The old saying, “Everything's fine until it's not,” comes to mind when dealing with some tough to control perennial weeds in alfalfa production during the summertime. Such was the case for an alfalfa field in the Sacramento Valley, where weed control seemed good up until mid-summer, and then it wasn't. Perennial weeds that started off small and overlooked, grew through the season, persisting through multiple cuttings, including curly dock, plantain, and nutsedge. For tough to control weeds in alfalfa fields, one needs to determine: 1) What types of perennial weeds are present, and 2) How many of them are there, to make a decision on how to manage them. These sorts of weed issues can creep up quickly in older alfalfa stands.
Photo One: Sacramento valley field full of perennial weeds
When growing hay, poisonous weeds should be high on any grower's radar. While plantain and nutsedge are benign, curly dock has potential to cause problems. Exposure to soluble oxalates that curly dock may contain are a low risk for renal disease for livestock because typically it is not that abundant in alfalfa hay fields. However, curly dock is also known to be able to accumulate toxic nitrate concentrations if grown under certain conditions, such as high levels of nitrogen fertilization (not typically applied in alfalfa), or frost. Regardless, high enough concentrations of any weeds in hay, poisonous or not, will lower the value and quality of the product produced, and should be addressed.
What can be done about perennial weeds right now for non-Roundup Ready (RR) alfalfa?
Grass weed control is relatively easy, with Poast (sethoxydim) or Select Max (clethodim) available for both annual and perennial grasses (e.g. barnyardgrass, foxtail, and Johnsongrass). Post and Select Max are both systemic herbicides which move through the plant and are more effective when the weeds are actively growing. Middle of the season applications after cutting may be more effective following an irrigation, to ensure the weedy grasses are not drought stressed, so herbicide effectiveness is maximized.
Often mistaken as a grass, nutsedge can be difficult to control any time of the year. Applications of EPTC (Eptam) in irrigation water or use of a granular formulation can give suppression of nutsedge. The liquid formulation of EPTC requires uniform metering of the herbicide into water during irrigation, which may not be effective on heavy soils. Sandea (halosulfuron) can be used for post-emergence control of nutsedge in established alfalfa. However, Sandea can cause temporary stunting and yellowing of the crop when applied during the growing season in the Central Valley. The use of herbicides in rotational crops prior to alfalfa stand establishment is important in helping to reduce populations of nutsedge.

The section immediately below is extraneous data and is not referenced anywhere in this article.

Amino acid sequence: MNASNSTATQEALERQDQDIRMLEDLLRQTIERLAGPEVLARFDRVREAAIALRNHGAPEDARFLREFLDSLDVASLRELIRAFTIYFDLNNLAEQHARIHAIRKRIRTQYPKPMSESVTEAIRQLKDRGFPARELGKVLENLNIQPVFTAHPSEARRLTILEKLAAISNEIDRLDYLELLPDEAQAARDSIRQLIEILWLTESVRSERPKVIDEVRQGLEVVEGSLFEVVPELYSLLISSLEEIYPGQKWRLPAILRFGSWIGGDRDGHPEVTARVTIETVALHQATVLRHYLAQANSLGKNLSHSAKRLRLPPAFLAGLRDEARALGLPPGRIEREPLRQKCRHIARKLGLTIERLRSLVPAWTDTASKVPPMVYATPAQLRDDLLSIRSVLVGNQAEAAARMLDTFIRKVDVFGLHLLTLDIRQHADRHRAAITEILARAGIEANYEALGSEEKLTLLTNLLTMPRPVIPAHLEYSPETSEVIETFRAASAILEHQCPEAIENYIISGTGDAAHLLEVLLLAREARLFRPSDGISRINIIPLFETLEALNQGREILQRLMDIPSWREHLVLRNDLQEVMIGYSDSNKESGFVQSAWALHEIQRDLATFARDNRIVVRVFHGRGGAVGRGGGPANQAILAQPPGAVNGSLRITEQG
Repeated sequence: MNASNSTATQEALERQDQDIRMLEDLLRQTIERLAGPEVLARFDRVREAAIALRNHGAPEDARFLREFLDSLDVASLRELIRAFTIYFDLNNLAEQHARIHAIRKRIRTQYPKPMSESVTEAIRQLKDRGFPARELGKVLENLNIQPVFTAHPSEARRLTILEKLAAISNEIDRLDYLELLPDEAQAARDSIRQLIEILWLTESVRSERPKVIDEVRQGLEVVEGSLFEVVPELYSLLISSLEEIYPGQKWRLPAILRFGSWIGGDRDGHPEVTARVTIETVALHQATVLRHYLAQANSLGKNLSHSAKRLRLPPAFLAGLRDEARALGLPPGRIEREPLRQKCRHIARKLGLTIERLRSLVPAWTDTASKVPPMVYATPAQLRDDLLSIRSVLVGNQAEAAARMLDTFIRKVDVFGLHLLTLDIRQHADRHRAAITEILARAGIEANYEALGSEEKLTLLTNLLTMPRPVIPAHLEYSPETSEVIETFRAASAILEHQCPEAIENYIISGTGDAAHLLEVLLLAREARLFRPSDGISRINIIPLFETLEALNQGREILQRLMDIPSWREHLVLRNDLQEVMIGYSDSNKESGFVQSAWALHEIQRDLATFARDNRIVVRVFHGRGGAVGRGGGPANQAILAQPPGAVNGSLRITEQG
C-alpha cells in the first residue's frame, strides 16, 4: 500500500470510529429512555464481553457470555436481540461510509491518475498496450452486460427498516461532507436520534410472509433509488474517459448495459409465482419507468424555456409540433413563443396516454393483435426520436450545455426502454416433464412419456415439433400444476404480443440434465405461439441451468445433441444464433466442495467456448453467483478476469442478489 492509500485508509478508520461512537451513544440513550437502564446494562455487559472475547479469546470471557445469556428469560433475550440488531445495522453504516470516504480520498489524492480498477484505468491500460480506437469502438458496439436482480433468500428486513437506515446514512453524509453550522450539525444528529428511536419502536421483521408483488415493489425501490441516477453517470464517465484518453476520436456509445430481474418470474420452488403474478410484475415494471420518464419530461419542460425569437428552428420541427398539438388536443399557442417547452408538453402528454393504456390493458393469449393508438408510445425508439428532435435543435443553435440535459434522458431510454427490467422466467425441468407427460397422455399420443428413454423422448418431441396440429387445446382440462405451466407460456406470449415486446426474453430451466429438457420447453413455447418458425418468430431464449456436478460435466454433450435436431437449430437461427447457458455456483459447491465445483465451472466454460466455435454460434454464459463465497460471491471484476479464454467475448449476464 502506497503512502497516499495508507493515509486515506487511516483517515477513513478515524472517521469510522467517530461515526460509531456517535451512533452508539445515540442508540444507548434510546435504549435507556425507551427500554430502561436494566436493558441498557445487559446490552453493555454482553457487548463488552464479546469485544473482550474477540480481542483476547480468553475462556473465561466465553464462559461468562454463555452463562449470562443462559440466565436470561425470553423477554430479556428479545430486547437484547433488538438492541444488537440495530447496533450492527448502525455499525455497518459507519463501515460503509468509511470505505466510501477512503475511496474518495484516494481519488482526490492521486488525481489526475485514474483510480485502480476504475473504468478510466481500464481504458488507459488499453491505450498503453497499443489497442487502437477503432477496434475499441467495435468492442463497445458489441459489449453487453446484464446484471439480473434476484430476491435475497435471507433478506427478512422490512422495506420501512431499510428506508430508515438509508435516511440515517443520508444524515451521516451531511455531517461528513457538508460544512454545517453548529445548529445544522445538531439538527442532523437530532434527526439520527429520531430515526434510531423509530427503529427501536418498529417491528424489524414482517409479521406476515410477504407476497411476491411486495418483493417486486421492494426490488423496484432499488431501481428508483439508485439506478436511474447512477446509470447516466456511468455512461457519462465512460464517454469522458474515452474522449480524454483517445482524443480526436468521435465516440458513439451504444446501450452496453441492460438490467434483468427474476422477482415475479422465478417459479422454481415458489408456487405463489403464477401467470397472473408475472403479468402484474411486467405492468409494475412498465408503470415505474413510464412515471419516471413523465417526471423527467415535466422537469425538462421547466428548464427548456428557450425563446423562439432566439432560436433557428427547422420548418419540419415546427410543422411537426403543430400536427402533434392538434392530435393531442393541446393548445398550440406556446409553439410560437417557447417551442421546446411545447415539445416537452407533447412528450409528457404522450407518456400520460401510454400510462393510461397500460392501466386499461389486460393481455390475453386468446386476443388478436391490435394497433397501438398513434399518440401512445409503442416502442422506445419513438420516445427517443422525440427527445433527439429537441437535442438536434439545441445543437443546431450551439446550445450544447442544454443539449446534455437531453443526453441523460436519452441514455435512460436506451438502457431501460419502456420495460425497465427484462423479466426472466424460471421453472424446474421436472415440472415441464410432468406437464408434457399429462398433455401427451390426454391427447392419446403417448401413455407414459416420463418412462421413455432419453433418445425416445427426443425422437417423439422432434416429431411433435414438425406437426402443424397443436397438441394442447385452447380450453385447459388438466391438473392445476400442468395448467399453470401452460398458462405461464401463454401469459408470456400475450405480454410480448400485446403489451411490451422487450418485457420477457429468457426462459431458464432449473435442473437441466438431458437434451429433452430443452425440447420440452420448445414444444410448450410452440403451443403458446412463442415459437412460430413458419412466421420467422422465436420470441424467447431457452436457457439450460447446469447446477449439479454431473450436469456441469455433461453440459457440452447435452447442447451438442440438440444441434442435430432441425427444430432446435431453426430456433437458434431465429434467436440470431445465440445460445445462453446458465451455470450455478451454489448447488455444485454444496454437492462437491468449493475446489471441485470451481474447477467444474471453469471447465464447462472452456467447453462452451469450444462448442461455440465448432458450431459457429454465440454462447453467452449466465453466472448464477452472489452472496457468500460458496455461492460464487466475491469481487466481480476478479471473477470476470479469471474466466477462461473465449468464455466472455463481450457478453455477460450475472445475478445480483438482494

Photo Two: Yellow nutsedge can look a lot like a grass, but will not be controlled with grass herbicides
Perennial broadleaf weed control is challenging during the summer, particularly with well-established weed populations. Chateau (flumioxazin), or Shark (carfentrazone), might be of some help by providing a burndown of the aboveground foliage for perennial weed species. While this may sound desirable, most perennial weed species will regrow from the roots, just like the alfalfa, so control would be short lived and may only last for a single cutting. Both products have labels for weed control in established alfalfa between cuttings with language directing applications to be made as soon as possible after hay is removed from the field, and before there is 6 inches of regrowth on the alfalfa stand. It should be noted that both products will also burn back alfalfa in addition to the weeds.
Raptor (imazamox) can also provide control of some broadleaf and annual grass species. The label directs applications between cuttings to be made before there are 3-inches of alfalfa regrowth. Unlike Chateau and Shark, Raptor is a systemic product which will not burn back the weeds or alfalfa on contact, but can still cause a reduction in crop growth, while controlling small weeds. Unfortunately, out of the three problematic weeds in this field, only curly dock is listed on the Raptor label and only suppression, not control, can be expected from a successful application.